There have been significant recent advances in vaccine technology to treat diseases such as HIV, flu and even cancer. However, many of these new vaccines are limited in their in vivo activity as they degrade as soon as they are injected into the body.
D4 researchers are working on encapsulating the vaccines in nanoparticles. This offers a number of advantages over the conventional delivery of naked therapeutics:
- protecting the drug from degradation by the body, and thus ensuring the therapeutic is delivered in an active form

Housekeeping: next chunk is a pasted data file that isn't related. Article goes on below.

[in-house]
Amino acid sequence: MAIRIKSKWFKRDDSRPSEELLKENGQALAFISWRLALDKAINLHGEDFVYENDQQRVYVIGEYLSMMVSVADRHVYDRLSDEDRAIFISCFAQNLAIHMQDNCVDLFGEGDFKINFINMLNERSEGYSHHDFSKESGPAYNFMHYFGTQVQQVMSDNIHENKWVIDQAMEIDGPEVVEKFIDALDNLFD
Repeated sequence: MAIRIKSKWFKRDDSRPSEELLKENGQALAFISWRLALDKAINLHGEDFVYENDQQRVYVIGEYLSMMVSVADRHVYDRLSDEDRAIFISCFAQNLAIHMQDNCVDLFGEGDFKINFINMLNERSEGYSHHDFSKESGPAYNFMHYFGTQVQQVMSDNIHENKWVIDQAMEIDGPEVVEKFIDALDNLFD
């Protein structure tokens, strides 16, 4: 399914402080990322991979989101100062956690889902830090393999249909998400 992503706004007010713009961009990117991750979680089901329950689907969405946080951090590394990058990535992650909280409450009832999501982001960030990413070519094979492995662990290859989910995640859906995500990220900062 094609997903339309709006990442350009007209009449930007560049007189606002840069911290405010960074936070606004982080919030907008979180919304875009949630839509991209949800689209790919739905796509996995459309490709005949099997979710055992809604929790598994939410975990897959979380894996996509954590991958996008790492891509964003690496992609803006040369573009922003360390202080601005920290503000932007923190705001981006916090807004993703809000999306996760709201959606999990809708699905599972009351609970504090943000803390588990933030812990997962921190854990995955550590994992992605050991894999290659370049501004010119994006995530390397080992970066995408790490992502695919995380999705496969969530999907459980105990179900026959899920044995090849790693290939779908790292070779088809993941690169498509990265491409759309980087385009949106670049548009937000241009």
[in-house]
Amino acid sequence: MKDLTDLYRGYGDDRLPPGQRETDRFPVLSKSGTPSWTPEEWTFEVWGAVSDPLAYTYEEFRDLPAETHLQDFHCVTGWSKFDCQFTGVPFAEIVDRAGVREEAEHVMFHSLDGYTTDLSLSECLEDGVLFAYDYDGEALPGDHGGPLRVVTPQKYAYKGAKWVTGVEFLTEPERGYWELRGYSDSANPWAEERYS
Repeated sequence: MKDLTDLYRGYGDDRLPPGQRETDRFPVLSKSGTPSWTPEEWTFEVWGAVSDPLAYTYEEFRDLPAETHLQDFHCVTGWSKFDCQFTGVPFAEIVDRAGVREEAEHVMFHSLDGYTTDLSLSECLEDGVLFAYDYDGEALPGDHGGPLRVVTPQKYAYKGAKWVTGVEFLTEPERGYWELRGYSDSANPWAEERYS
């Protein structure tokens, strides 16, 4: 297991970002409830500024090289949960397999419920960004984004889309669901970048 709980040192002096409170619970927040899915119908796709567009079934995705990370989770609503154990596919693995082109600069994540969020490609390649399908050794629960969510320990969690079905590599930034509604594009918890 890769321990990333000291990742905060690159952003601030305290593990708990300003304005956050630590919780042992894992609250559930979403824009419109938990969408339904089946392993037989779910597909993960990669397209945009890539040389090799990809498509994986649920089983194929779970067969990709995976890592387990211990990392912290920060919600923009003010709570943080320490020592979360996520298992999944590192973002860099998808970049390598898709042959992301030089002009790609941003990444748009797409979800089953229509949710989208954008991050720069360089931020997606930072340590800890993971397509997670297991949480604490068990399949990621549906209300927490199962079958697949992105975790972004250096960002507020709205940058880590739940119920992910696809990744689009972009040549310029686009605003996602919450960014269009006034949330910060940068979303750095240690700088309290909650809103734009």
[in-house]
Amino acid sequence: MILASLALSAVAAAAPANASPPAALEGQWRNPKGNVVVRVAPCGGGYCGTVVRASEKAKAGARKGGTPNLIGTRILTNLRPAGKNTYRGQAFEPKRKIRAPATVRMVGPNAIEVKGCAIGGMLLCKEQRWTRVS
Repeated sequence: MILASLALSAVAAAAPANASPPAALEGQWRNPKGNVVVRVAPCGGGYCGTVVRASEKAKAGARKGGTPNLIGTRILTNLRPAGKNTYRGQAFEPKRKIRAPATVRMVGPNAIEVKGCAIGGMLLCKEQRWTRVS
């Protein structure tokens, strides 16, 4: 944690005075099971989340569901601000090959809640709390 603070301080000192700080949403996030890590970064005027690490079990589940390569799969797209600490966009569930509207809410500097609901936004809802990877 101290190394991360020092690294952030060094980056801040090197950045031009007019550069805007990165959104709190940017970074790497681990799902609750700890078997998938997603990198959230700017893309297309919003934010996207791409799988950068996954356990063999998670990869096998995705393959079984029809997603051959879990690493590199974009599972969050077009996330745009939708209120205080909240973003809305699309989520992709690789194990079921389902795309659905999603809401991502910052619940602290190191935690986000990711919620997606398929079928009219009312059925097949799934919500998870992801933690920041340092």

- limiting unintentional side effects by preventing premature release of the drug
- delivering multiple drugs together (such as an antigen and an adjuvant) to maximise the therapeutic response
- functionalising nanoparticles with molecules such as antibodies to target specific cells requiring the therapeutic
The next generation of targeted nanoparticles relies on us understanding the internalisation and processing of nanoparticles by cells. To deliver the potential benefits of nanoparticle therapy, D4 researchers are working to engineer nanoparticles to respond specifically to the cellular environments where they are therapeutically active.